Leadership in Africa

Posted on July 20, 2015

Dr Willem Fourie from the Department of Dogmatics and Christian Ethics in the Faculty of Theology at the University of Pretoria, in collaboration with Suzanne van der Merwe and Ben van der Merwe, both from the Albert Luthuli Centre for Responsible Leadership, recently published an informative and helpful research article titled, Sixty years of research on leadership in Africa: A review of the literature, in the journal Leadership
With all the information on corruption and mismanagement emanating from Africa, it is no secret that leadership is an area in which this continent finds itself sorely wanting. It is therefore heartening that UP took the initiative in addressing the issues plaguing leadership in Africa. Some argue that a lack of responsible leadership is the cause of the continued challenges faced on our beautiful continent. Others regard leadership as the solution for developing Africa. In theory, leadership in Africa is one of the most exciting and perplexing topics currently available to researchers interested in comparative and enriching research on leadership in regions other than Africa. In view of the mass of written material on the topic of the failure of leadership, this research provides knowledge and information that has the potential, if applied, to assist in eradicating this blight. 
In its most descriptive sense, ‘Africa’ denotes a group of societies that share the same geography, which has gained a distinct geopolitical meaning. Politically, these societies are postcolonial in the sense that they are coming to terms with a period during which many societies with different historical traditions were merged into a single history. It would therefore seem that Africa has been searching for its own identity since historically it was obliged to operate in an economic system established and controlled in essence by the west.
The diversity of Africans presents a challenge; according to some estimates Africa is home to more than 2 100 living languages. The economic challenge is even bigger, as reflected in the most recent Human Development Report, in which the United Nations Development Programme states that sub-Saharan Africa – which includes most of Africa – has the world’s lowest levels of human development.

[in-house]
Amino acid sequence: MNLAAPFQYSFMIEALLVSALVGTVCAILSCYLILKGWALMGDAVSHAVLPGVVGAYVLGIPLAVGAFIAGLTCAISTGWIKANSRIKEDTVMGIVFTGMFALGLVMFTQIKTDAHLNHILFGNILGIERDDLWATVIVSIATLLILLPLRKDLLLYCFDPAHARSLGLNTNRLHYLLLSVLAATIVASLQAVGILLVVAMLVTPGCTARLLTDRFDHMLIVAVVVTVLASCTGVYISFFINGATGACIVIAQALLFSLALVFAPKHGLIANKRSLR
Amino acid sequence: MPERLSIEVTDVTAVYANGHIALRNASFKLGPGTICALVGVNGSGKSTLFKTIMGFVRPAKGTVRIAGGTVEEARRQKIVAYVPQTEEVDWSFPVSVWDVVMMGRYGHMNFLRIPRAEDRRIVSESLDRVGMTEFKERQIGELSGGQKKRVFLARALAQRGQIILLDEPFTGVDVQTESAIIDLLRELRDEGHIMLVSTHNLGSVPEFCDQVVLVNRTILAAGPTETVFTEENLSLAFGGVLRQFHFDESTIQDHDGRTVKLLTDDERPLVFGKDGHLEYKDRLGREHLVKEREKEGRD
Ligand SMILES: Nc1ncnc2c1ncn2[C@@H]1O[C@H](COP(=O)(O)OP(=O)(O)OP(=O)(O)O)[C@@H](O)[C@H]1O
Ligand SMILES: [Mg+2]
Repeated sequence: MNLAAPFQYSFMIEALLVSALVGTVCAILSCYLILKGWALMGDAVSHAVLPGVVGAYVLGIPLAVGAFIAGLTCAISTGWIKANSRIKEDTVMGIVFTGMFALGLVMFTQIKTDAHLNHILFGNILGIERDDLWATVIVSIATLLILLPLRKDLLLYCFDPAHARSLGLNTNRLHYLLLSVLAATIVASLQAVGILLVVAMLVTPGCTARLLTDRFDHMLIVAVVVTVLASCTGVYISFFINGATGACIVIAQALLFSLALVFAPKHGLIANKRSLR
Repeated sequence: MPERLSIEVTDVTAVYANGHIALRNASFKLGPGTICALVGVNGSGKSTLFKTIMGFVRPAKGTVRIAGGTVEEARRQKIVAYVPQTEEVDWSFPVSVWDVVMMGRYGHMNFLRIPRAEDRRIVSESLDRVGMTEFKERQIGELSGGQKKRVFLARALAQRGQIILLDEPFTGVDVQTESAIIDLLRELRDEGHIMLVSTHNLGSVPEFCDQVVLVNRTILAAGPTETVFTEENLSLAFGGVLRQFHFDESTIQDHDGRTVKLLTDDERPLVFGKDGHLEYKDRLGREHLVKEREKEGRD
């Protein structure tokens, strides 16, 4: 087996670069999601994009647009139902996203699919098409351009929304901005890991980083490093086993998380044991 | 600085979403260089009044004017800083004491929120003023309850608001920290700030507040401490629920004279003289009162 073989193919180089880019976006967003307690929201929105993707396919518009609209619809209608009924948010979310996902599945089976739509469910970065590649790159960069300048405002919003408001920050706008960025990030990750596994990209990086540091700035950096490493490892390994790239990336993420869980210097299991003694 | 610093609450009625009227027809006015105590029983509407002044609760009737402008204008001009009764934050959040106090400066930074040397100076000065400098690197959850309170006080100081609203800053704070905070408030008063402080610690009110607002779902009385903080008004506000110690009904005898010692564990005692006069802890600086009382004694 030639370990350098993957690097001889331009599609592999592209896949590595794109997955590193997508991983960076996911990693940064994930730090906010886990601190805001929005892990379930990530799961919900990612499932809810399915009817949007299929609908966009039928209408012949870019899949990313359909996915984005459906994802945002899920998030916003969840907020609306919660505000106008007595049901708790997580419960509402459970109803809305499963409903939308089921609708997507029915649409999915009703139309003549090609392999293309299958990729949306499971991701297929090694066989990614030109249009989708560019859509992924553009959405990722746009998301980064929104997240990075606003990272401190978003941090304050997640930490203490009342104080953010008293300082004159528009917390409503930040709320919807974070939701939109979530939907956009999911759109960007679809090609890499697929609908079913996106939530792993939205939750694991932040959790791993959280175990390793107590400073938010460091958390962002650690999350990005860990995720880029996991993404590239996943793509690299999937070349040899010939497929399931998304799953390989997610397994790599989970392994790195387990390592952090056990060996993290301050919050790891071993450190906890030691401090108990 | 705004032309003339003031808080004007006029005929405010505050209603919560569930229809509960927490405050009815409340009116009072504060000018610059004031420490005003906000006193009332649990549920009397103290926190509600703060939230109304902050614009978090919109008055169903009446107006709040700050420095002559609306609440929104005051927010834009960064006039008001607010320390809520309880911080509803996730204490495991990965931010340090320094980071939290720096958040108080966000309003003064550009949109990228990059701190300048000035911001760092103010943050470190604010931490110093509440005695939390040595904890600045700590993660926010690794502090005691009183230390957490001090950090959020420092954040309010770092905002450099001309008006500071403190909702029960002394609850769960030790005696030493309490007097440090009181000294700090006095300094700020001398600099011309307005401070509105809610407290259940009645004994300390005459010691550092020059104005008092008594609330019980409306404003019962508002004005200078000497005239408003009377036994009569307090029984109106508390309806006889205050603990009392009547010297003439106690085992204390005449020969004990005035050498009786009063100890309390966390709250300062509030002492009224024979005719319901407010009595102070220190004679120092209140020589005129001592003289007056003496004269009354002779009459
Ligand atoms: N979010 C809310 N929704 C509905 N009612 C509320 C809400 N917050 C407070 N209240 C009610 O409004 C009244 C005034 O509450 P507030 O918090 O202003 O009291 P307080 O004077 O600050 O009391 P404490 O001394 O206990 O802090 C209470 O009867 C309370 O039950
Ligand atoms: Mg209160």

One of the biggest challenges facing leaders in Africa is to combat corruption. Illicit financial flows constitute a case in point. In their well-publicised report on illicit financial flows from Africa, the African Development Bank and Global Financial Integrity show that $1,2 trillion to $1,3 trillion left Africa illegally between 1980 and 2009, with the bulk of the money resulting from various forms of tax evasion.
This research article reviews peer-reviewed research on leadership in Africa published from 1950 to 2009 and has a dual purpose. On the one hand, it provides scholars with an entry point to the relatively large body of historical literature by means of a descriptive diachronic analysis of the literature. On the other hand, it also applies a synchronic analysis, and concludes with the following four interpretative statements on the scholarship on leadership in Africa: 
(i) Scholarship on leadership in Africa has changed, and the change is lopsided. 
(ii) There is an increase in female scholars, the themes they work on differ from those of their male counterparts. 
(iii) Legitimacy remains a key issue, and continues to evolve.
(iv) Authenticity has become a key issue and is now closely related to reclaiming African values.
Even Archbishop Emeritus Desmond Tutu, an outspoken South African activist, acknowledges the dearth in leadership in Africa and states that Africa is in need of ‘authentic leaders’, by which he means leaders who search for goodness, are credible, are ready to sacrifice and lead in solidarity with their followers.
In conclusion, let us revisit the words of Africa’s iconic leader, Nelson Mandela: ‘Real leaders must be ready to sacrifice all for the freedom of their people.’ 
- Author Myan Subrayan

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